Home sales in Los Angeles County plummeted last month to their lowest level since the real estate market began tanking, but the price slide halted at least temporarily as cautious sellers waited for a turnaround.


Only 2,680 homes were sold in November, around half the number of a year ago and 18 percent fewer than in October, according to data provided to the Business Journal by Melville, N.Y.-based HomeData Corp.


The median price, however, remained at $525,000, down 4.5 percent from a year ago but unchanged since October the first month that the median price fell on a year-over-year basis since the housing market slowed.


"I think you've got a lot of people who are stubborn and waiting for the market to return. They're not willing to sell until they get the price they want," said Patrick Duffy, an L.A.-based real estate industry analyst who recently launched his own firm, MetroIntelligence.


The drop in volume is stark. Not only was November's volume about half that of a year ago, but it represents only little more than a quarter of November 2005 sales when 9,675 homes changed hands. At that time the median price also was $525,000 indicating that despite the will of sellers the median sales price is likely on its way down.


However, analysts and real estates agents are in disagreement about how far the median price may fall as sales decline. The drop largely has been the result of the credit crunch that began this past summer when rising defaults caused the failures of subprime mortgage companies and spooked the entire industry.


Syd Leibovitch, president of Rodeo Realty, a Beverly Hills-based real estate brokerage, said he wouldn't be surprised to see prices drop more, but only for the next three months.


"But then I'm an optimist, because I see the market leveling off by February; that's when things usually start picking up after the holidays," said Leibovitch. "You've already got some people thinking that it's already hit bottom. You're going to see more sales in December than in November, which is pretty unusual."


However, economist Chris Thornberg, who as an economist with the UCLA Anderson Forecast had been warning about a housing bubble years before prices peaked, believes the market still hasn't corrected itself enough.


He said there's been too much focus on upcoming resets in subprime mortgage as low teaser rates are replaced by higher permanent rates when the real problem is that homeowners at all ends of the market can't afford their mortgages.


At the peak of the last home price bubble in the late 1980s, a median income homeowner in the region earned about 20 percent less than they needed to in order to comfortably afford a median-priced home. At today's prices, a median income homeowner is stretched even thinner, earning 40 percent less.


"2008 is going to be worse than 2007 because prices are still way too high relative to income," said Thornberg, now the L.A.-based partner at Beacon Economics. "Forget all the nonsense about 'Not at this price point. Not in this neighborhood.' You've got a wave of foreclosures that's causing a meltdown in the Inland Empire and that's eventually going to start to spill over here."


Standout neighborhoods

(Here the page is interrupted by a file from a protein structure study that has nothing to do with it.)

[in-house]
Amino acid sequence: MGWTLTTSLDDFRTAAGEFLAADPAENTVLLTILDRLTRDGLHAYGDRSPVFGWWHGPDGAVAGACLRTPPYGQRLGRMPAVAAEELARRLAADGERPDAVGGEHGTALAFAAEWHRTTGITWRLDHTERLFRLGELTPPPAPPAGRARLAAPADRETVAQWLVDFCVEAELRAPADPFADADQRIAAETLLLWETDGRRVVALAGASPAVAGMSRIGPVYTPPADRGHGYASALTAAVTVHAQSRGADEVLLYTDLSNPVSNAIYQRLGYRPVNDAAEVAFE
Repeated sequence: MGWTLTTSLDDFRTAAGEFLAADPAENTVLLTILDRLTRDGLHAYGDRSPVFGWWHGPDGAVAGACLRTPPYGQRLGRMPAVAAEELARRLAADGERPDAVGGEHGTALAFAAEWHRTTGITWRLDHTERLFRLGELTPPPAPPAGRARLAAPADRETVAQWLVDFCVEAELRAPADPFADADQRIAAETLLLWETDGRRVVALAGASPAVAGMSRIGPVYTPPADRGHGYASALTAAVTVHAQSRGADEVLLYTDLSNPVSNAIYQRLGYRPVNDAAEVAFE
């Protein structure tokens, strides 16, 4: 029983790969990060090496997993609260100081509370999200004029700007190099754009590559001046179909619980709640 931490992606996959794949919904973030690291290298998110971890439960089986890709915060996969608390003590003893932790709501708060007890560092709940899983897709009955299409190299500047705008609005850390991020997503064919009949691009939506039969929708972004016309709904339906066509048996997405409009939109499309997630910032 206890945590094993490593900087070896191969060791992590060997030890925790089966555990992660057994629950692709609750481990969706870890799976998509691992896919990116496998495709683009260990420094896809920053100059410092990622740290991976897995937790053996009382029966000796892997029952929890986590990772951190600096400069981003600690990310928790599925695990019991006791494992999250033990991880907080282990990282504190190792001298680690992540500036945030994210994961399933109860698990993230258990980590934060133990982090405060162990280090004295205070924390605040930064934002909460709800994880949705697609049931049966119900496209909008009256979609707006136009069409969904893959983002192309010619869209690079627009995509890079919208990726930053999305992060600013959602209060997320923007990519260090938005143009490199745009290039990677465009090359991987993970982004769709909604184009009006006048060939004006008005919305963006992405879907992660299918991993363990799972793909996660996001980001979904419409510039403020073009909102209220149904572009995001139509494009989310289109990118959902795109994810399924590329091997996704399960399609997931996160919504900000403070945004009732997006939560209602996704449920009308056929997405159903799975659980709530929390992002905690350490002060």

Even so, certain sub-markets in the county are clearly doing better than others.


Higher priced homes in Beverly Hills' iconic 90210 ZIP code were certainly getting more attention. The median price for the three homes that sold in November hit $3.6 million, up 82 percent from the two homes that sold in the same month a year ago. In Glendale's 91208 ZIP code, sales dived from 15 a year ago to only four, but those sales had a median price of $914,000, up 20 percent.


Real estate agent Mike Collins, whose Shorewood Realtors focuses on the South Bay's desirable beach communities, said sales are being propped up by buyers with ready cash. "We're seeing a greater percentage of sales from the people who can just write a check for more than a million dollars," he said.


For example, the nine homes in Hermosa Beach's 90254 ZIP code that sold in November had a median price of $1.35 million, up 26 percent from a year ago.


But in the 90006 ZIP code of Laurel Canyon, sales volume declined 29 percent to 17 sales, with the median falling below the $1 million mark to $820,000, a 26 percent drop. The La Canada Flintridge ZIP code of 91011 also fell below $1 million median, with sales volume off 65 percent and the median falling 26 percent to $950,000.


One damper on asking prices is the increasing number of foreclosed homes that banks are now putting back on the market often at a large discount to their last selling price. Notices of default in the third quarter in California were up 166 percent to 72,571 from the same period a year ago, and were at the highest level since 1996, according to DataQuick Information Systems in La Jolla.


Bruce Gold, a Prudential California specialist in selling so-called real estate-owned homes those owned by lenders that took them back in foreclosures said he's spending around three quarters of his time these days valuing and marketing such properties rather than dealing with conventional listings.


Gold has one property listed in Lake Encino for $1.25 million that 14 months ago sold for $1.825 million.


"There's got to be something fundamentally wrong when a property goes into foreclosure less than a year after the loan was made," said Gold. "The loan underwriting process really suffered in the last few years."

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